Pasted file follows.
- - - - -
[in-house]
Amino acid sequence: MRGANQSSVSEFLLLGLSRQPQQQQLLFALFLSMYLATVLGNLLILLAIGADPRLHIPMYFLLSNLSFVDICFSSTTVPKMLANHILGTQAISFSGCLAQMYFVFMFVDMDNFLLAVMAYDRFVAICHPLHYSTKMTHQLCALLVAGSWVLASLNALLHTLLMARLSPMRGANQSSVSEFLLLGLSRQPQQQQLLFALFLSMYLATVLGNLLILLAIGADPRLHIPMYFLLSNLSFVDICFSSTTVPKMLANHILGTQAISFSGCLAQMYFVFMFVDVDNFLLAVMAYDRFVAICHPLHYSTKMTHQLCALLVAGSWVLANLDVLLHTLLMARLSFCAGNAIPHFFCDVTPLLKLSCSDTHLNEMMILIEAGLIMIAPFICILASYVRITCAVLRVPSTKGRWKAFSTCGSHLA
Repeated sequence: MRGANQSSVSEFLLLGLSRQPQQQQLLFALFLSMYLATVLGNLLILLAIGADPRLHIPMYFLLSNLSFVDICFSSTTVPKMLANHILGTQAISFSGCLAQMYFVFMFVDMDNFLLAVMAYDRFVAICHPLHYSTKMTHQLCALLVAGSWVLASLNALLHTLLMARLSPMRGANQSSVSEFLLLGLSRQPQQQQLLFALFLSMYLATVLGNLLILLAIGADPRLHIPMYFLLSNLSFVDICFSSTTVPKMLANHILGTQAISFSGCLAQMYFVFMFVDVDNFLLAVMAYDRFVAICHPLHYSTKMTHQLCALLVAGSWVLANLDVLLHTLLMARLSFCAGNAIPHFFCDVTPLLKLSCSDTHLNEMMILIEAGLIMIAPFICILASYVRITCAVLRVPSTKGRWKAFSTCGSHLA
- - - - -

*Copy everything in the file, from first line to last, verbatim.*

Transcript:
[in-house]
Amino acid sequence: MRGANQSSVSEFLLLGLSRQPQQQQLLFALFLSMYLATVLGNLLILLAIGADPRLHIPMYFLLSNLSFVDICFSSTTVPKMLANHILGTQAISFSGCLAQMYFVFMFVDMDNFLLAVMAYDRFVAICHPLHYSTKMTHQLCALLVAGSWVLASLNALLHTLLMARLSPMRGANQSSVSEFLLLGLSRQPQQQQLLFALFLSMYLATVLGNLLILLAIGADPRLHIPMYFLLSNLSFVDICFSSTTVPKMLANHILGTQAISFSGCLAQMYFVFMFVDVDNFLLAVMAYDRFVAICHPLHYSTKMTHQLCALLVAGSWVLANLDVLLHTLLMARLSFCAGNAIPHFFCDVTPLLKLSCSDTHLNEMMILIEAGLIMIAPFICILASYVRITCAVLRVPSTKGRWKAFSTCGSHLA
Repeated sequence: MRGANQSSVSEFLLLGLSRQPQQQQLLFALFLSMYLATVLGNLLILLAIGADPRLHIPMYFLLSNLSFVDICFSSTTVPKMLANHILGTQAISFSGCLAQMYFVFMFVDMDNFLLAVMAYDRFVAICHPLHYSTKMTHQLCALLVAGSWVLASLNALLHTLLMARLSPMRGANQSSVSEFLLLGLSRQPQQQQLLFALFLSMYLATVLGNLLILLAIGADPRLHIPMYFLLSNLSFVDICFSSTTVPKMLANHILGTQAISFSGCLAQMYFVFMFVDVDNFLLAVMAYDRFVAICHPLHYSTKMTHQLCALLVAGSWVLANLDVLLHTLLMARLSFCAGNAIPHFFCDVTPLLKLSCSDTHLNEMMILIEAGLIMIAPFICILASYVRITCAVLRVPSTKGRWKAFSTCGSHLA